Wednesday, August 3, 2011

Forgotten Three-quels: The Exorcist 3

One last hurrah for William Peter Blatty, Director!  It's a little-known fact that Blatty Directed movies- two of them to be exact.  As I mentioned in my review of The Ninth Configuration, it all goes back to The Exorcist 2, which annoyed a lot of people with its interpretation.  While I can't say that it's terrible, a lot of people have said it for me!  Ten years after that film came and went, he decided to Direct a sequel to Exorcist 2, figuring that he can make it more accurate to his own vision.  Needless to say, the studio was nervous about a one-time Director handling a major franchise, even if his only film won a Golden Globe and he did write the book!  After a lot of hassle, the film got made.  Were the results good?  Let's find out.  Prepare for the random cameos of...
A series of murders is taking place in the city.  A police detective (George C. Scott) is on the case.  It's also been fifteen years since the death of his friend during an exorcism.  Of course, this does not become important until about an hour in.
Do the crimes relate to a crazy person that's been in a Sanitarium for 15 years?  Maybe.  Does he sounds like Chucky?  Yes.
Let's ignore the plot for a five-minute dream sequence.  Does it matter at all to the plot?  Nope.  It does, however, feature a cameo by Fabio.  No, really.  In addition to that, there's this familiar face...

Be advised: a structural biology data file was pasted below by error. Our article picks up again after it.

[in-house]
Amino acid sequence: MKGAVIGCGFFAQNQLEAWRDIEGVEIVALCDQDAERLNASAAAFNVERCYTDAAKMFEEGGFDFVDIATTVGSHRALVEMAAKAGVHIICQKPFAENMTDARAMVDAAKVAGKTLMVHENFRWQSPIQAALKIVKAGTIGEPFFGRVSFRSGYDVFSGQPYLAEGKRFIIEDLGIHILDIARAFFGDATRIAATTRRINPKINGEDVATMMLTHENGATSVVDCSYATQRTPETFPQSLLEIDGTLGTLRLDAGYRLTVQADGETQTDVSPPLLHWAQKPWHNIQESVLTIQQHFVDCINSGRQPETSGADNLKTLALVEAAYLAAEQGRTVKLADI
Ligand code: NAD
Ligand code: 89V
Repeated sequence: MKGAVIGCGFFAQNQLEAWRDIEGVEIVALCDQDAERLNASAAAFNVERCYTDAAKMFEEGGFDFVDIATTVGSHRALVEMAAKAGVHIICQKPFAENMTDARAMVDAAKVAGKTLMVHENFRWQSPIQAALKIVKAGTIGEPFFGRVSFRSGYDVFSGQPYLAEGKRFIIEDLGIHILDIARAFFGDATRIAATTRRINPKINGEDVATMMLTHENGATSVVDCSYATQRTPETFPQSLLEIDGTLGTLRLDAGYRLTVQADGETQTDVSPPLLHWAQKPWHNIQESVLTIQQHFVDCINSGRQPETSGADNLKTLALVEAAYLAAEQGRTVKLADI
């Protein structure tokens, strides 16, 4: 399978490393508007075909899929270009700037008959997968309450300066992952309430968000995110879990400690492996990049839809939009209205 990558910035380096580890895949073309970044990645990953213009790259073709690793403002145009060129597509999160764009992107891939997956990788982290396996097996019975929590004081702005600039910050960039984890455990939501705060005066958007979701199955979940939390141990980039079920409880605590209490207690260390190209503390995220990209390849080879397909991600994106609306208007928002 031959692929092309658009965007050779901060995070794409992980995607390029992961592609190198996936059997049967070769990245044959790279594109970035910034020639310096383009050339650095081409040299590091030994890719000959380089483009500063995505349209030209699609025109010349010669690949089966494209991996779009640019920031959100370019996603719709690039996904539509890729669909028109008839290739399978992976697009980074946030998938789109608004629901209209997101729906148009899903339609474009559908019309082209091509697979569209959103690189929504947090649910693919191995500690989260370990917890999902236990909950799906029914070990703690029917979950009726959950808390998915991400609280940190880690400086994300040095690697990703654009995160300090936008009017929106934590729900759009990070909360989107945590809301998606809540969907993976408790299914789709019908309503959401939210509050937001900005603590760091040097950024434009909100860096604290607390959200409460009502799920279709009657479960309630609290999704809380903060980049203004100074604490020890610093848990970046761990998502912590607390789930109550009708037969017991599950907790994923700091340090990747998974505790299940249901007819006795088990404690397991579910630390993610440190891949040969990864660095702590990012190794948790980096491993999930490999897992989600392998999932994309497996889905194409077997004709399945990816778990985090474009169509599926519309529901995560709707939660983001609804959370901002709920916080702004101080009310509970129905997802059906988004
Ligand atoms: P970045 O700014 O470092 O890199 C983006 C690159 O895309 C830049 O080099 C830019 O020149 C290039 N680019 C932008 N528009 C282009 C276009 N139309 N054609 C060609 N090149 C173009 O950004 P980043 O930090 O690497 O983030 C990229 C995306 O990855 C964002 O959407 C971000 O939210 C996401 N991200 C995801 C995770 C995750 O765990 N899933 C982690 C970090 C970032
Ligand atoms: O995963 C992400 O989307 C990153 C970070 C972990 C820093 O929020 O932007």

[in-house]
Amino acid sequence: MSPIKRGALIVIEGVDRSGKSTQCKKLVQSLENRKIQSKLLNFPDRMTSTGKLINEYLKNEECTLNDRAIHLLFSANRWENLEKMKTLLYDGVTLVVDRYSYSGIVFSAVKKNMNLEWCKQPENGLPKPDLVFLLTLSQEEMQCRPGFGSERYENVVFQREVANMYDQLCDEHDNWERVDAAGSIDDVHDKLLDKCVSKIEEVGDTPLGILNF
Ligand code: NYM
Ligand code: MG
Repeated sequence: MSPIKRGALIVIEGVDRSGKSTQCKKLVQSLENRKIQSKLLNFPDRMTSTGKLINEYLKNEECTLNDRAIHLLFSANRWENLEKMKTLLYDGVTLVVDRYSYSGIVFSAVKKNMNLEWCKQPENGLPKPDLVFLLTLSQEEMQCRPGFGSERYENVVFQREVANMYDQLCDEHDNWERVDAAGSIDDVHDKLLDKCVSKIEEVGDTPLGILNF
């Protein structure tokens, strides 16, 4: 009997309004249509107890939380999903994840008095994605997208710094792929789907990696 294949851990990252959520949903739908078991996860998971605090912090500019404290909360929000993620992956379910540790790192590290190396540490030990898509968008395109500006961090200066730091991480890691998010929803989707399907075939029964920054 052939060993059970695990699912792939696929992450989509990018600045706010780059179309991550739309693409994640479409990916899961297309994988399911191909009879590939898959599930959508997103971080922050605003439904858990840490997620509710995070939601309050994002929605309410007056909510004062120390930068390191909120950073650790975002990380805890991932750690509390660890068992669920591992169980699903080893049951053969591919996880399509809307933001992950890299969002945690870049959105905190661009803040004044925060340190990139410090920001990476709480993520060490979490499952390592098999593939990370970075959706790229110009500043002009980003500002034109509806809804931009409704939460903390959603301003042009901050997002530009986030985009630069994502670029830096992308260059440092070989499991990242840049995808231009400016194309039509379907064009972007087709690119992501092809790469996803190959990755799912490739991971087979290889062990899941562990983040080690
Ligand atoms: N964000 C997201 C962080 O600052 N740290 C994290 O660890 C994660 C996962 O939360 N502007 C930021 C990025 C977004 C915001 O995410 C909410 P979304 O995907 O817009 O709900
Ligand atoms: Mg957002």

Samuel L. Jackson- motherf#(!^er!  That's just so amazingly-random.  Never mind that he shares a scene with some midgets carrying a clock.
When we finally return to the plot, Detective Scott realizes that the crazy man is possessed by the demon exorcised in the first film.  I hope you like this shot, by the way, as it appears more than a Dutch Angle in the Batman show!
The spirit manages to put itself in many bodies.  Why it chooses an old lady to try and kill Scott's family (which is quite young, by the way) is anyone's guess!  Watch your neck, honey.
 The film ends with a major confrontation in the Sanitarium.  It's full of symbolism, blood and sacrilege.  Good to know that the series is consistent.  The End.
Could you just focus a bit, guys?  The plot of this film is interesting, even if it has very little to do with the originals.  It feels like they wrote a murder mystery film and an exorcism film separately & mixed them together.  It makes me wonder what the novel is like, considering that Blatty adapted it into the Screenplay himself.  So much of this film is just weird and random.  You learn many things about Scott and Father Dyer...none of which are really important.  On top of that, Dyer's death is not shown, merely represented by Scott's weird dream and the Priest showing up in it.  Eventually, when the plot gets more focused, the movie is better for it.  They try to connect everything together, but it's just a little too late.  Is The Gemini Killer a neat villain?  Yes.  Does he have a smaller part than the guy running the Sanitarium?  Yes, actually.  My other problem is the same one I had with The Ninth Configuration- Blatty is just not a great Director.  Many scenes are shot from a single camera angle and hold longer than they should.  You can move the camera every once in a while, Mr. Blatty!  I would like to be able to recommend this film more, but I really recommend that you just watch the latter half.  Take us away, Fabio Angel...
Next up, the Highlander series tries to overcome the debacle of Zeist.  With that in mind, they added...magic?  Stay tuned...
  

1 comment:

  1. !!! Forgotten?! No way, man - this is my favorite EXORCIST flick by far. :D

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